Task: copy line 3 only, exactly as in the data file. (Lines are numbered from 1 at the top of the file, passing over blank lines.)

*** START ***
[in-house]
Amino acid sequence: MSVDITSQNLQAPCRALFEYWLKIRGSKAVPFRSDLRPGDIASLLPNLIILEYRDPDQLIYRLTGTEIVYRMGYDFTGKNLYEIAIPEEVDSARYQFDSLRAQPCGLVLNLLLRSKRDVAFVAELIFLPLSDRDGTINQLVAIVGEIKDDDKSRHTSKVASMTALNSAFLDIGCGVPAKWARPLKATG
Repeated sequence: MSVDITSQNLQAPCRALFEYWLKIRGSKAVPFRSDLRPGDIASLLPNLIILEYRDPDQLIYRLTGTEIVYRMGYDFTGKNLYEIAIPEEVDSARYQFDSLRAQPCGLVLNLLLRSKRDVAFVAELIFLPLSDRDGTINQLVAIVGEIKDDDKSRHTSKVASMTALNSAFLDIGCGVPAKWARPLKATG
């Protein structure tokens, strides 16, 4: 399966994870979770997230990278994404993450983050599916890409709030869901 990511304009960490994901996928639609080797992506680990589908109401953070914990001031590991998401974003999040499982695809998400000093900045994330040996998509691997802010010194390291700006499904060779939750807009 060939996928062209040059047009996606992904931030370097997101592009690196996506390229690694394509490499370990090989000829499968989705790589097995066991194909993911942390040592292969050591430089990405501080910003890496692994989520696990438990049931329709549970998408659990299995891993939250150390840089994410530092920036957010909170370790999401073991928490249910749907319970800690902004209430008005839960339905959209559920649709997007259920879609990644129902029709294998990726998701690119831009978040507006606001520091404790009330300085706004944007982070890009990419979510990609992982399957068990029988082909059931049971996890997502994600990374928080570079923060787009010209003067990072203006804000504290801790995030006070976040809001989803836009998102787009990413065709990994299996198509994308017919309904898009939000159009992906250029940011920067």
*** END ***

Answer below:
Repeated sequence: MSVDITSQNLQAPCRALFEYWLKIRGSKAVPFRSDLRPGDIASLLPNLIILEYRDPDQLIYRLTGTEIVYRMGYDFTGKNLYEIAIPEEVDSARYQFDSLRAQPCGLVLNLLLRSKRDVAFVAELIFLPLSDRDGTINQLVAIVGEIKDDDKSRHTSKVASMTALNSAFLDIGCGVPAKWARPLKATG